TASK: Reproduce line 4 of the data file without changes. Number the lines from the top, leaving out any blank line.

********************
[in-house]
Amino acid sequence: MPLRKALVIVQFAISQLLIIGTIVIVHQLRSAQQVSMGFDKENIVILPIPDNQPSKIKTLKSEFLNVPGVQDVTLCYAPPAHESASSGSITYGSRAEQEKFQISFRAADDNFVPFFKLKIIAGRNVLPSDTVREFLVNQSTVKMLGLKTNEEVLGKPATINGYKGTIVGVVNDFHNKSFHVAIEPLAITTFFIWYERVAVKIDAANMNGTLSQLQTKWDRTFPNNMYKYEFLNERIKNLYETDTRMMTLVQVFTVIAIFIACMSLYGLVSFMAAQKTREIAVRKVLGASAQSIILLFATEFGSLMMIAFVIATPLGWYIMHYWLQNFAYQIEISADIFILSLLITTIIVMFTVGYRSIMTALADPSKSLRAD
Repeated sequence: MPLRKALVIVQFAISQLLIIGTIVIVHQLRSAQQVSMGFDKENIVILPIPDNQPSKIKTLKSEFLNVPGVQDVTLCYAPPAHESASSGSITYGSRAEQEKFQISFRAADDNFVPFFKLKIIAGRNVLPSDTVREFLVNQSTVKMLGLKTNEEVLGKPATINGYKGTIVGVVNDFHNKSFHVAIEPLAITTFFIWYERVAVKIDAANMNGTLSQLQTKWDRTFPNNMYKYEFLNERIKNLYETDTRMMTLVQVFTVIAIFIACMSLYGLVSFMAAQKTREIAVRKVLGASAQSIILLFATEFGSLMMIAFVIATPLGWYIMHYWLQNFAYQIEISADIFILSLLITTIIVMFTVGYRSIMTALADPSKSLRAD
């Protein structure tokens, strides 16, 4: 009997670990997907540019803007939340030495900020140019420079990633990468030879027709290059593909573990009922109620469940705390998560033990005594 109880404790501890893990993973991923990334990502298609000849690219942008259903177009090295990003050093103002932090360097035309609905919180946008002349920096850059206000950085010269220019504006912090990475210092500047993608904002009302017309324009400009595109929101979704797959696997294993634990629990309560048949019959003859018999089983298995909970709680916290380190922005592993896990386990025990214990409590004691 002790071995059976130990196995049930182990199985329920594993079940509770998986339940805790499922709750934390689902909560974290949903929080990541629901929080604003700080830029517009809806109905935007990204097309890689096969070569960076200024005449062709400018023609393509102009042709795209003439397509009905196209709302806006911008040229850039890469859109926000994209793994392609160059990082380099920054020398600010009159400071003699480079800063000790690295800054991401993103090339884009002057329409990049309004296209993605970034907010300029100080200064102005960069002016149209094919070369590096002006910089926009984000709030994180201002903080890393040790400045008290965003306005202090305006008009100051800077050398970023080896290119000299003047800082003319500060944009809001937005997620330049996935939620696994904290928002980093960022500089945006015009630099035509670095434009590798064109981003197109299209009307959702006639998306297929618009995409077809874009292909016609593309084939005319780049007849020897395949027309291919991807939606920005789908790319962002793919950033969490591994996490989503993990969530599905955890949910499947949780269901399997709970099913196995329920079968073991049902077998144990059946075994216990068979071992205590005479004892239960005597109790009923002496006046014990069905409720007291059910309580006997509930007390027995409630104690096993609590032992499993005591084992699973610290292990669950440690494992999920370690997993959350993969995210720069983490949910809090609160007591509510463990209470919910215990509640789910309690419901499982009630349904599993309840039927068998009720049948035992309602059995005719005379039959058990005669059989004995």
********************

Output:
């Protein structure tokens, strides 16, 4: 009997670990997907540019803007939340030495900020140019420079990633990468030879027709290059593909573990009922109620469940705390998560033990005594 109880404790501890893990993973991923990334990502298609000849690219942008259903177009090295990003050093103002932090360097035309609905919180946008002349920096850059206000950085010269220019504006912090990475210092500047993608904002009302017309324009400009595109929101979704797959696997294993634990629990309560048949019959003859018999089983298995909970709680916290380190922005592993896990386990025990214990409590004691 002790071995059976130990196995049930182990199985329920594993079940509770998986339940805790499922709750934390689902909560974290949903929080990541629901929080604003700080830029517009809806109905935007990204097309890689096969070569960076200024005449062709400018023609393509102009042709795209003439397509009905196209709302806006911008040229850039890469859109926000994209793994392609160059990082380099920054020398600010009159400071003699480079800063000790690295800054991401993103090339884009002057329409990049309004296209993605970034907010300029100080200064102005960069002016149209094919070369590096002006910089926009984000709030994180201002903080890393040790400045008290965003306005202090305006008009100051800077050398970023080896290119000299003047800082003319500060944009809001937005997620330049996935939620696994904290928002980093960022500089945006015009630099035509670095434009590798064109981003197109299209009307959702006639998306297929618009995409077809874009292909016609593309084939005319780049007849020897395949027309291919991807939606920005789908790319962002793919950033969490591994996490989503993990969530599905955890949910499947949780269901399997709970099913196995329920079968073991049902077998144990059946075994216990068979071992205590005479004892239960005597109790009923002496006046014990069905409720007291059910309580006997509930007390027995409630104690096993609590032992499993005591084992699973610290292990669950440690494992999920370690997993959350993969995210720069983490949910809090609160007591509510463990209470919910215990509640789910309690419901499982009630349904599993309840039927068998009720049948035992309602059995005719005379039959058990005669059989004995």